doesnít require changes to accessibility APIs, software upgrades,
browser add-ons, user training, author training, or employing the
services of an accessibility specialist. Unlike longdesc (and ARIA)
this technique currently works in all screen readers, including
VoiceOver, Orca and NVDA, as well as all other AT, including screen
magnifiers, and all browsers.

>> Concerns about this tweak to the spec may be entirely valid, or
>> entirely misplaced, or motivated by something else entirely, or easy
>> to address satisfactorily without wasting the editor's, staff and
>> chairs' time. Until people start discussing their concerns, there's no
>> way of knowing whether there's anything of substance to be reviewed
>> here or not. As above, I think people who feel it's important to
>> discuss this issue would be best advised to actually start those
>> discussions.
> OK Matt, I've done that. I've shown where we've discussed this before, I've
> repeated once again what the problems are, I've brought forward the
> technical reasons why this is IMPOSSIBLE to support with today's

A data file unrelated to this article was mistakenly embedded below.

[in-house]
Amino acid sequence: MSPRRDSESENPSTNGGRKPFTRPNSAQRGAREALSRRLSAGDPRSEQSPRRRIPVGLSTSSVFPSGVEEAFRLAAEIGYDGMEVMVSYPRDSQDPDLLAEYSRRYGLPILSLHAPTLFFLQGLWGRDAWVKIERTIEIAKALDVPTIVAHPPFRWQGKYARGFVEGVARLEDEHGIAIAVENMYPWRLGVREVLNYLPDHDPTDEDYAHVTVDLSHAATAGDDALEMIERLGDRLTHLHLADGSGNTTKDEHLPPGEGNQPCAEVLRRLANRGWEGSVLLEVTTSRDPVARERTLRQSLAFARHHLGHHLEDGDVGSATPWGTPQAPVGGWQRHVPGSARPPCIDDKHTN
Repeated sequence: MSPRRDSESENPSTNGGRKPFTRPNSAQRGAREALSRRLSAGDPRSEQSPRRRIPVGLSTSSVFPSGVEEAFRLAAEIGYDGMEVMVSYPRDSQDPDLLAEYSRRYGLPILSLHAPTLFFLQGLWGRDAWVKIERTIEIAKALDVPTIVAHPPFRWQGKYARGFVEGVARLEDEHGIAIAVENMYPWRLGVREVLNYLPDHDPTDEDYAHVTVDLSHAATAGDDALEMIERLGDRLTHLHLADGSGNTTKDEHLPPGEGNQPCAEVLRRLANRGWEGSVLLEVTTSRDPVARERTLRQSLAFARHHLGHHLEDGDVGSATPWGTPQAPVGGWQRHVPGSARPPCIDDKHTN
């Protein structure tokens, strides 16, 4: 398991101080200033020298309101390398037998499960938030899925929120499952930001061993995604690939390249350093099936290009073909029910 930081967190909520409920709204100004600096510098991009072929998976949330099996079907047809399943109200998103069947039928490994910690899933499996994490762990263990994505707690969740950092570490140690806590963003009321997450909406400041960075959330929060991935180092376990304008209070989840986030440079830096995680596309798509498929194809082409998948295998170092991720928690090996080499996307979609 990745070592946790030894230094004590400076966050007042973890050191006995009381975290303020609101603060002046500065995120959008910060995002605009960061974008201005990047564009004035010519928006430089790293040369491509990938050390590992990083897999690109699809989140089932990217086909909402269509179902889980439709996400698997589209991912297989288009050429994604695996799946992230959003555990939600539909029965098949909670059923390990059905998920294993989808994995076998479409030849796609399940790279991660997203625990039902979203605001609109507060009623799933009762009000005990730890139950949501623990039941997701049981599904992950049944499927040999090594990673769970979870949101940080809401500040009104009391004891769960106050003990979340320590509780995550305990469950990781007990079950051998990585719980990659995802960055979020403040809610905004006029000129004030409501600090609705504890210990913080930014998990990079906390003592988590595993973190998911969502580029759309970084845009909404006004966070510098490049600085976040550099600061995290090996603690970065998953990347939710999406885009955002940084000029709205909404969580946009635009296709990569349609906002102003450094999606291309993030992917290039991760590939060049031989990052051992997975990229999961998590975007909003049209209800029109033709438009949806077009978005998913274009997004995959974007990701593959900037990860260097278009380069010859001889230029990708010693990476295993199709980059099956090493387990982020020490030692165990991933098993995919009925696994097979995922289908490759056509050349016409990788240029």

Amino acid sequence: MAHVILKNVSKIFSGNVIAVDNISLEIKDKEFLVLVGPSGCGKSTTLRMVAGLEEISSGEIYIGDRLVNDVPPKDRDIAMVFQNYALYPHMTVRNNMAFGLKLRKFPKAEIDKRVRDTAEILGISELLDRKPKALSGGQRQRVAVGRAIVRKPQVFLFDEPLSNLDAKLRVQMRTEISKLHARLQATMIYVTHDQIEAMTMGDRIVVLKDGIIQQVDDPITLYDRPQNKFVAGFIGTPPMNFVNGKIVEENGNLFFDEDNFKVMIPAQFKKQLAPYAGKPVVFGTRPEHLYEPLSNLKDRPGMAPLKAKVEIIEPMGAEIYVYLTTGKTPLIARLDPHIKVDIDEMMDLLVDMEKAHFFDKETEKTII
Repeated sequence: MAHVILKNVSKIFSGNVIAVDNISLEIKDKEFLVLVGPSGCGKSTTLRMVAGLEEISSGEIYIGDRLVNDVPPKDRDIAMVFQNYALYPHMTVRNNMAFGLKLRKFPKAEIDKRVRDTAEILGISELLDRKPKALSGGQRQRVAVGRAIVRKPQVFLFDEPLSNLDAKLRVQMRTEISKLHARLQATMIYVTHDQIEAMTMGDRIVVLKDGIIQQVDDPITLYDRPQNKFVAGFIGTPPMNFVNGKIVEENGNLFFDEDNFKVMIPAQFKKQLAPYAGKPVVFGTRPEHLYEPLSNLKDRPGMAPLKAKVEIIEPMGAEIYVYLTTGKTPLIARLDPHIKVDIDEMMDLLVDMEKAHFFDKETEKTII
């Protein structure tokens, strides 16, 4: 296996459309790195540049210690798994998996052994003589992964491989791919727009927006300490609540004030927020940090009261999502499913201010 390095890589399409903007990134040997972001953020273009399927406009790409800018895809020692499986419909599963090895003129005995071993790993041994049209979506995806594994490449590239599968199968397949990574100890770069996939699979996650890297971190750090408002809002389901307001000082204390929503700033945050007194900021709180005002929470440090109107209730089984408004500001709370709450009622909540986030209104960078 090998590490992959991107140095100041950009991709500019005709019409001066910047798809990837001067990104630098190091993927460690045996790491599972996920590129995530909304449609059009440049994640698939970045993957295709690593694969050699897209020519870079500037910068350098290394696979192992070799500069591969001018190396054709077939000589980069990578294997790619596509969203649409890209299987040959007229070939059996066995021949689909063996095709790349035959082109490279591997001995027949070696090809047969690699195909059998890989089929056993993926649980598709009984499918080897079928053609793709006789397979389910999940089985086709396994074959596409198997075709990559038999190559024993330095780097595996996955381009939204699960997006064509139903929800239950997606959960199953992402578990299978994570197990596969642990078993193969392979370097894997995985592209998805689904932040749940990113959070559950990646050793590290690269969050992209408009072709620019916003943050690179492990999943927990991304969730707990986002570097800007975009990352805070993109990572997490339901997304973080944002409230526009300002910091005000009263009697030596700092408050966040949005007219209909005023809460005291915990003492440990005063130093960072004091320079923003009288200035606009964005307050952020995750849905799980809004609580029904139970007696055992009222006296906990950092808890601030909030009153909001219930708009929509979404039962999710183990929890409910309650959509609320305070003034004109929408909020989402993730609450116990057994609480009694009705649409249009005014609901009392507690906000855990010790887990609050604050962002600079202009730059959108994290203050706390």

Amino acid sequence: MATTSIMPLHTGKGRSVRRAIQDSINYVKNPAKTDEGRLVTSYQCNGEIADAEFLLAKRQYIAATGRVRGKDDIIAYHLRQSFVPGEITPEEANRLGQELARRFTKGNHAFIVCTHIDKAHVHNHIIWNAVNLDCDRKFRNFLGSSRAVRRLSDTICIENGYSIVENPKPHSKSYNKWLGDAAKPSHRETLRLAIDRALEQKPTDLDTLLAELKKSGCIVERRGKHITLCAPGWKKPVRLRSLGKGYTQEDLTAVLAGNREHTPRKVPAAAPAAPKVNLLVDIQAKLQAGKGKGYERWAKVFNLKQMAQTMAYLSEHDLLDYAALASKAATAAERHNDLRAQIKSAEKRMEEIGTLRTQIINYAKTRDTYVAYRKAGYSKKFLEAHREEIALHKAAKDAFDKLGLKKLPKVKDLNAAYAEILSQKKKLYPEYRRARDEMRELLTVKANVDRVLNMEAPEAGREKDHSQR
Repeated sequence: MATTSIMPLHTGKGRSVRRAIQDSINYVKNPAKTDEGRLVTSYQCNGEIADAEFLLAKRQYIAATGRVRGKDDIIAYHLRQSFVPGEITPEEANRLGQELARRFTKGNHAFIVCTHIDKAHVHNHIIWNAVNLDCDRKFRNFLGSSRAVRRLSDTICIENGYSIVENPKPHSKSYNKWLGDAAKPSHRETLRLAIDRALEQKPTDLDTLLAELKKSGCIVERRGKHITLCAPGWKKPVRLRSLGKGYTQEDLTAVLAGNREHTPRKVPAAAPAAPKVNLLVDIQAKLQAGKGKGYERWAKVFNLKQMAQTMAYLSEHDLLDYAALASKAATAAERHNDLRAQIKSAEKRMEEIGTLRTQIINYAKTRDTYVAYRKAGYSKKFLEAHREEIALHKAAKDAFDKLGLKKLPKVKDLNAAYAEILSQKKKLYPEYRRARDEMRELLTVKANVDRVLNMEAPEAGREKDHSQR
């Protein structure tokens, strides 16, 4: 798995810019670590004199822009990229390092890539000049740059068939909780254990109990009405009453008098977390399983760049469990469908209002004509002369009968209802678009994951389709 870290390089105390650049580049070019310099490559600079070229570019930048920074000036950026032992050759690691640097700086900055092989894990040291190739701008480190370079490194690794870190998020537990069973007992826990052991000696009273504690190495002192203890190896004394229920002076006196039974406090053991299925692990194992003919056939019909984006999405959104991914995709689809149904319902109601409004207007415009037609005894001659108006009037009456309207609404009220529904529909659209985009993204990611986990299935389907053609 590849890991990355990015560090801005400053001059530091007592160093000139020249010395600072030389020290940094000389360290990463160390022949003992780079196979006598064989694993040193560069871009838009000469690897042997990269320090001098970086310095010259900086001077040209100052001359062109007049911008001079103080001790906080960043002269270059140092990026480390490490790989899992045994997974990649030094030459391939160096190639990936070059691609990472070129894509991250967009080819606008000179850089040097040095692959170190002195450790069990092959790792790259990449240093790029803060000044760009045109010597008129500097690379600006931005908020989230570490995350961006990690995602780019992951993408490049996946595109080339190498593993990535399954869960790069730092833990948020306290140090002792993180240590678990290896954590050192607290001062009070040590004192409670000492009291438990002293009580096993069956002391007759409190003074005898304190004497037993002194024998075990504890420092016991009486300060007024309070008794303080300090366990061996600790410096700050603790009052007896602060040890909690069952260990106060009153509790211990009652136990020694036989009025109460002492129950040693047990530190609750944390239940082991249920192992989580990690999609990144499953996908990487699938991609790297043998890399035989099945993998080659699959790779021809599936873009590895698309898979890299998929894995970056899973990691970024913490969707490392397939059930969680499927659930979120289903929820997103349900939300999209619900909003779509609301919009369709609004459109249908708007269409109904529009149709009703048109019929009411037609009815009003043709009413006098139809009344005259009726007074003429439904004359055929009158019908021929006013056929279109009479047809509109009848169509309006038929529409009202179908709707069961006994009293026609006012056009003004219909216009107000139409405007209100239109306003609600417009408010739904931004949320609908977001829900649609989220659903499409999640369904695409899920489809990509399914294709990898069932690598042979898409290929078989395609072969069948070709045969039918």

> technologies, and I've invited you to provide specific details on how you
> think the insurmountable problems that this current spec change introduces
> can be resolved.
> I welcome your researched and detailed response.
> JF

Since nearly everyone agrees we should include ARIA support in HTML5,
it makes sense to include the ARIA functionality the authors of
WAI-ARIA 1.0 clearly believe is essential for AT users, and improve
existing accessibility APIs as required to support that functionality
as Silvia previously suggested, and/or patch it in at the UA level as
Jonas has previously demonstrated with his proof-of-concept code to
make Firefox expose a link pointed to with aria-describedby.


Received on Sunday, 29 January 2012 18:16:04 UTC